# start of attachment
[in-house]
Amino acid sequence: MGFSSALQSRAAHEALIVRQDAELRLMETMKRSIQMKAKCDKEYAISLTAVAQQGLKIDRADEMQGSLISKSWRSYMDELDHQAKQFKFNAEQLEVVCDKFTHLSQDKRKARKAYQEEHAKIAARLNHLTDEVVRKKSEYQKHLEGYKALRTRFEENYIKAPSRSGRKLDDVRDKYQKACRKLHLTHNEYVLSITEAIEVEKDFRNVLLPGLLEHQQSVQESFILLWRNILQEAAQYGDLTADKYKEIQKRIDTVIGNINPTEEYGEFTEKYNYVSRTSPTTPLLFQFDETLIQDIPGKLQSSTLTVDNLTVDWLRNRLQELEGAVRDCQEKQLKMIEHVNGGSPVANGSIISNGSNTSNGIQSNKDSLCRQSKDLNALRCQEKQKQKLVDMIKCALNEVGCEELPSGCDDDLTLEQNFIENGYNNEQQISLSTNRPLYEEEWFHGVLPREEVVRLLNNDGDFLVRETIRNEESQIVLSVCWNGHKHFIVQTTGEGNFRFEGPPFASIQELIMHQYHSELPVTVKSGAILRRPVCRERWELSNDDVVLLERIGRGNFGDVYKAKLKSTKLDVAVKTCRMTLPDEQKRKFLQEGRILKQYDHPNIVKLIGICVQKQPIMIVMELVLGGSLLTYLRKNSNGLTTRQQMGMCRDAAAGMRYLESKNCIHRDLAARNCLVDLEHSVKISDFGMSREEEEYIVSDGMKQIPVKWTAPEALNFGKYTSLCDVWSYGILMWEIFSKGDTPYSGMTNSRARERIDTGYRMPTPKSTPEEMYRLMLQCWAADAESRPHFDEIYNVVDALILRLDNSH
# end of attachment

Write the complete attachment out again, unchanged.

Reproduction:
[in-house]
Amino acid sequence: MGFSSALQSRAAHEALIVRQDAELRLMETMKRSIQMKAKCDKEYAISLTAVAQQGLKIDRADEMQGSLISKSWRSYMDELDHQAKQFKFNAEQLEVVCDKFTHLSQDKRKARKAYQEEHAKIAARLNHLTDEVVRKKSEYQKHLEGYKALRTRFEENYIKAPSRSGRKLDDVRDKYQKACRKLHLTHNEYVLSITEAIEVEKDFRNVLLPGLLEHQQSVQESFILLWRNILQEAAQYGDLTADKYKEIQKRIDTVIGNINPTEEYGEFTEKYNYVSRTSPTTPLLFQFDETLIQDIPGKLQSSTLTVDNLTVDWLRNRLQELEGAVRDCQEKQLKMIEHVNGGSPVANGSIISNGSNTSNGIQSNKDSLCRQSKDLNALRCQEKQKQKLVDMIKCALNEVGCEELPSGCDDDLTLEQNFIENGYNNEQQISLSTNRPLYEEEWFHGVLPREEVVRLLNNDGDFLVRETIRNEESQIVLSVCWNGHKHFIVQTTGEGNFRFEGPPFASIQELIMHQYHSELPVTVKSGAILRRPVCRERWELSNDDVVLLERIGRGNFGDVYKAKLKSTKLDVAVKTCRMTLPDEQKRKFLQEGRILKQYDHPNIVKLIGICVQKQPIMIVMELVLGGSLLTYLRKNSNGLTTRQQMGMCRDAAAGMRYLESKNCIHRDLAARNCLVDLEHSVKISDFGMSREEEEYIVSDGMKQIPVKWTAPEALNFGKYTSLCDVWSYGILMWEIFSKGDTPYSGMTNSRARERIDTGYRMPTPKSTPEEMYRLMLQCWAADAESRPHFDEIYNVVDALILRLDNSH